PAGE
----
coordinate of the system, the generalized force
is a real mechanical force  it describes the change of
energy with space as it should. 
  If the
derivative happens to be taken with respect to a particle number,
however, the resulting quantity is not called, e.g., "particle
number changing force" (which would have been a perfectly good name), but chemical potential, which
might be a bit confusing at times. 
 How do we know
if a given function is a thermodynamic potential and a state function? For a given function
(in differential form), it is not necessarily obvious if it is a total differential. You have
to resort to physical or mathematical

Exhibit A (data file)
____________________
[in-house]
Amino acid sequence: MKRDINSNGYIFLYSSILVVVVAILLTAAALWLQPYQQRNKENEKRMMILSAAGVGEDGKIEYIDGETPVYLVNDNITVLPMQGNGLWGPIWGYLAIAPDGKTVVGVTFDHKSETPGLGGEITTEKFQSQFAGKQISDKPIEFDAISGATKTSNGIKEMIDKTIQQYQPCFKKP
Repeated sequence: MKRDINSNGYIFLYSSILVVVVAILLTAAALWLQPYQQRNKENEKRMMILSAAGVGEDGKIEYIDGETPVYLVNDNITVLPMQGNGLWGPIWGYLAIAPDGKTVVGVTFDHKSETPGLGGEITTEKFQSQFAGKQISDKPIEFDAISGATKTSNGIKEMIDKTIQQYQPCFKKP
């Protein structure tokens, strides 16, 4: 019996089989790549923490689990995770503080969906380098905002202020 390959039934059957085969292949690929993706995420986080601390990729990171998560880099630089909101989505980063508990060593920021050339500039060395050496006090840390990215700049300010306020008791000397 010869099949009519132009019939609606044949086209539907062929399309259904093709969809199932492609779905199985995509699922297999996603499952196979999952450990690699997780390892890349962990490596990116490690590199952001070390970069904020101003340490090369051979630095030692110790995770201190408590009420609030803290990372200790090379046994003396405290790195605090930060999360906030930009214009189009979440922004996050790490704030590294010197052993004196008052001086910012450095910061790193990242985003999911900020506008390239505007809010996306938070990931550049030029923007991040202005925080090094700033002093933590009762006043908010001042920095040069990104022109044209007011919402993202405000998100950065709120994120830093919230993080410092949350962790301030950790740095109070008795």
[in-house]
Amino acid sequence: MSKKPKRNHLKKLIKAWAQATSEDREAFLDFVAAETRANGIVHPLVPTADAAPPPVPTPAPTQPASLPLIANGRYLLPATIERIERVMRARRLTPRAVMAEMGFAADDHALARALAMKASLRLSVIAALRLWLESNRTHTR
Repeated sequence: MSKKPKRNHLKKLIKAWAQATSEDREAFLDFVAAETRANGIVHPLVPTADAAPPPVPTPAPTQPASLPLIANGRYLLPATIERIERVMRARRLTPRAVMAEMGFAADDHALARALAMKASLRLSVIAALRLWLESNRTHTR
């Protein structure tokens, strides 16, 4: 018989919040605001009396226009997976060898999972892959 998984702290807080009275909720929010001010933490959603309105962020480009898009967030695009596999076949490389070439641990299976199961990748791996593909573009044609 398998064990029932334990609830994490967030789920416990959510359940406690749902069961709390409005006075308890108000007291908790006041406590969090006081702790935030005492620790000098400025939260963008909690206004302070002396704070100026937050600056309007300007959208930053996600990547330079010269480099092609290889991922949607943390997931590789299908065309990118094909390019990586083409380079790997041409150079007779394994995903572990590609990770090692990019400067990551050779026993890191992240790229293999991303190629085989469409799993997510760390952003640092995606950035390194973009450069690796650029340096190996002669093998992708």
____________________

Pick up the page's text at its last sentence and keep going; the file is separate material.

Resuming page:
reasoning to find out. Lets first look at an example of physical reasoning: 

The first law of thermodynamics
was defined as follows: 
  

Are these three differential quantities total
differentials and thus state function and thermodynamic potentials, or are they not? 
  Physical reasoning tells us that
dU must be a total differential because U
must be a thermodynamic state function  otherwise we can construct a perpetuum
mobile! Lets see why: 
  If we start from
some value U_{1}, characterized by as many variables x_{i}
(= coordinates) as you like (e.g. pressure p_{1}, volume V_{1}
, temperature T_{1} ) and than move to a second value U_{2}
by adding, for example, a heat quantity Q; we have described a path 1
to move from U_{1} to U_{2}. 
  If we return to the same values of the generalized coordinates by a
different path; e.g. by now extracting some mechanical work, but have a value U_{1}
' that is not identical to U_{1}, we are now in a position to construct
a cycle between the states 1 and 2 as characterized by the generalized coordinates